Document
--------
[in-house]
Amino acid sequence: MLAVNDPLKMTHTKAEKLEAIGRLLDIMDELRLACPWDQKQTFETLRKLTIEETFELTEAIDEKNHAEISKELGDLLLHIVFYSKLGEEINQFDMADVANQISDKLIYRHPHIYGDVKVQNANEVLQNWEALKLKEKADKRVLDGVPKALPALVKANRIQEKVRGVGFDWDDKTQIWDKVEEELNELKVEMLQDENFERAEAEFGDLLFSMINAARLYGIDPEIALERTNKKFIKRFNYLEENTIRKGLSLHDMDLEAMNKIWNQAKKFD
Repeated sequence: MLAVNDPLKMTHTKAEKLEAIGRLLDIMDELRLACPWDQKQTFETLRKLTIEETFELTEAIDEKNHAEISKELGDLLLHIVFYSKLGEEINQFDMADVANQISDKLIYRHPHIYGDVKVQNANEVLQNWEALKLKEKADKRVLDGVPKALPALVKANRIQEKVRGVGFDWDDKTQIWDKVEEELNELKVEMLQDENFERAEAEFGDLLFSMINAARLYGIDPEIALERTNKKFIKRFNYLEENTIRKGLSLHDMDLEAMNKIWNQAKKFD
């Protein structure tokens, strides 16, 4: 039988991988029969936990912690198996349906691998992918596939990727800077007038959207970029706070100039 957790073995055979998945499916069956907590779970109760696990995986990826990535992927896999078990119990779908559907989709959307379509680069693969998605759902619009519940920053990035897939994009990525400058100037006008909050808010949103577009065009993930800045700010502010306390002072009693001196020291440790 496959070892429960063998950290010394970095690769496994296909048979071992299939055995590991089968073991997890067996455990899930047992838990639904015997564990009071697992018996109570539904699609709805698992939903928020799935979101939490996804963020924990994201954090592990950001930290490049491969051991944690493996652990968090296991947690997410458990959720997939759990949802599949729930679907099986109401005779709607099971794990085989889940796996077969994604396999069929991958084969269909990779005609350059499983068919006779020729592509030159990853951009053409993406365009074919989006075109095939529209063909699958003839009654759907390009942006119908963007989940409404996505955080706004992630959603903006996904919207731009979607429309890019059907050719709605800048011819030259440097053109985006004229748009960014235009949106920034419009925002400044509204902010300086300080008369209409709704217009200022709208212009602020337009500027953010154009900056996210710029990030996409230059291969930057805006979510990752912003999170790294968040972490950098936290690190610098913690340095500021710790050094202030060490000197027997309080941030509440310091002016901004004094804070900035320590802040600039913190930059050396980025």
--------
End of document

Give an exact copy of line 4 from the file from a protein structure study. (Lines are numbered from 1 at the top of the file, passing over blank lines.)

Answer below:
């Protein structure tokens, strides 16, 4: 039988991988029969936990912690198996349906691998992918596939990727800077007038959207970029706070100039 957790073995055979998945499916069956907590779970109760696990995986990826990535992927896999078990119990779908559907989709959307379509680069693969998605759902619009519940920053990035897939994009990525400058100037006008909050808010949103577009065009993930800045700010502010306390002072009693001196020291440790 496959070892429960063998950290010394970095690769496994296909048979071992299939055995590991089968073991997890067996455990899930047992838990639904015997564990009071697992018996109570539904699609709805698992939903928020799935979101939490996804963020924990994201954090592990950001930290490049491969051991944690493996652990968090296991947690997410458990959720997939759990949802599949729930679907099986109401005779709607099971794990085989889940796996077969994604396999069929991958084969269909990779005609350059499983068919006779020729592509030159990853951009053409993406365009074919989006075109095939529209063909699958003839009654759907390009942006119908963007989940409404996505955080706004992630959603903006996904919207731009979607429309890019059907050719709605800048011819030259440097053109985006004229748009960014235009949106920034419009925002400044509204902010300086300080008369209409709704217009200022709208212009602020337009500027953010154009900056996210710029990030996409230059291969930057805006979510990752912003999170790294968040972490950098936290690190610098913690340095500021710790050094202030060490000197027997309080941030509440310091002016901004004094804070900035320590802040600039913190930059050396980025």